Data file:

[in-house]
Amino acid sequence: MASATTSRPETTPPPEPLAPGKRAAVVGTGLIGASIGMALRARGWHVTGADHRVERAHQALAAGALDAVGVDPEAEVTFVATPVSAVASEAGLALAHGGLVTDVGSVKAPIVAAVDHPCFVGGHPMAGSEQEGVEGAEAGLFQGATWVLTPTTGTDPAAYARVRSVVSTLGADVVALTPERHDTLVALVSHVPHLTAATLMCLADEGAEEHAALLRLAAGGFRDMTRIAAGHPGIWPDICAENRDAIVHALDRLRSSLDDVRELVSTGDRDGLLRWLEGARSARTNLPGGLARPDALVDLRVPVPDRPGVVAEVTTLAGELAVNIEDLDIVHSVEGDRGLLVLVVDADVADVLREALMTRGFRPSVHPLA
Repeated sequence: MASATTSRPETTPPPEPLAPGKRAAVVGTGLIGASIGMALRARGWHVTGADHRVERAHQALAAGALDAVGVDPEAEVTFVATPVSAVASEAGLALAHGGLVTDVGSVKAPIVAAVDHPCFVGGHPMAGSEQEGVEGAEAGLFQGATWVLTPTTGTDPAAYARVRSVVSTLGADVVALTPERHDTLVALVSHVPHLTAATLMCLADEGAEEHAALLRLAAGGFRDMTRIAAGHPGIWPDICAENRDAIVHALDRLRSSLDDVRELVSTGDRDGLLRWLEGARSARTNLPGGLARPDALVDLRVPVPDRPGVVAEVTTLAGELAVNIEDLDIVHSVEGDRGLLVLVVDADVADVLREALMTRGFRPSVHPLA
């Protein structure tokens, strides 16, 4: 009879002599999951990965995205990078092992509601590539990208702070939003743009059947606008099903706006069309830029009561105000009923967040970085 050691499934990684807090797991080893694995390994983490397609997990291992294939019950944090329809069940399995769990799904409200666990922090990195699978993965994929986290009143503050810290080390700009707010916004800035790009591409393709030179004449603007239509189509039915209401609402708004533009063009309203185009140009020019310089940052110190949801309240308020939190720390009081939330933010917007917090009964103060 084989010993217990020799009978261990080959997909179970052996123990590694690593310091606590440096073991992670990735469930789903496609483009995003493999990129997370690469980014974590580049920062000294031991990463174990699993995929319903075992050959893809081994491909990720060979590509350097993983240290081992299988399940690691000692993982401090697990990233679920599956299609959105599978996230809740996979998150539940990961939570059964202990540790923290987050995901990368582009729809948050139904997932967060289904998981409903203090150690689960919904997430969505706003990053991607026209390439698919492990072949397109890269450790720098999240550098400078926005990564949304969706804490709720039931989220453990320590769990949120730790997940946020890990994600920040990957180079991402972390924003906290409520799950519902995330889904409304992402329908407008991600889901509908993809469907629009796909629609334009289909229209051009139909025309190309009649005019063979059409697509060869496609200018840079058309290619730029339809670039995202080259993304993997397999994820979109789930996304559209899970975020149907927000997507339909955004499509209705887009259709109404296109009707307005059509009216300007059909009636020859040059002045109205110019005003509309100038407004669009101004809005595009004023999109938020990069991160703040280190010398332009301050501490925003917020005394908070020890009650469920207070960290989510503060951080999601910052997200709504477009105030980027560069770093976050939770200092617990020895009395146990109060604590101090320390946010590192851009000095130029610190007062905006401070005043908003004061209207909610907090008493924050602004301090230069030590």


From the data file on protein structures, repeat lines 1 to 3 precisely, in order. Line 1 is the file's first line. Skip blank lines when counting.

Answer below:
[in-house]
Amino acid sequence: MASATTSRPETTPPPEPLAPGKRAAVVGTGLIGASIGMALRARGWHVTGADHRVERAHQALAAGALDAVGVDPEAEVTFVATPVSAVASEAGLALAHGGLVTDVGSVKAPIVAAVDHPCFVGGHPMAGSEQEGVEGAEAGLFQGATWVLTPTTGTDPAAYARVRSVVSTLGADVVALTPERHDTLVALVSHVPHLTAATLMCLADEGAEEHAALLRLAAGGFRDMTRIAAGHPGIWPDICAENRDAIVHALDRLRSSLDDVRELVSTGDRDGLLRWLEGARSARTNLPGGLARPDALVDLRVPVPDRPGVVAEVTTLAGELAVNIEDLDIVHSVEGDRGLLVLVVDADVADVLREALMTRGFRPSVHPLA
Repeated sequence: MASATTSRPETTPPPEPLAPGKRAAVVGTGLIGASIGMALRARGWHVTGADHRVERAHQALAAGALDAVGVDPEAEVTFVATPVSAVASEAGLALAHGGLVTDVGSVKAPIVAAVDHPCFVGGHPMAGSEQEGVEGAEAGLFQGATWVLTPTTGTDPAAYARVRSVVSTLGADVVALTPERHDTLVALVSHVPHLTAATLMCLADEGAEEHAALLRLAAGGFRDMTRIAAGHPGIWPDICAENRDAIVHALDRLRSSLDDVRELVSTGDRDGLLRWLEGARSARTNLPGGLARPDALVDLRVPVPDRPGVVAEVTTLAGELAVNIEDLDIVHSVEGDRGLLVLVVDADVADVLREALMTRGFRPSVHPLA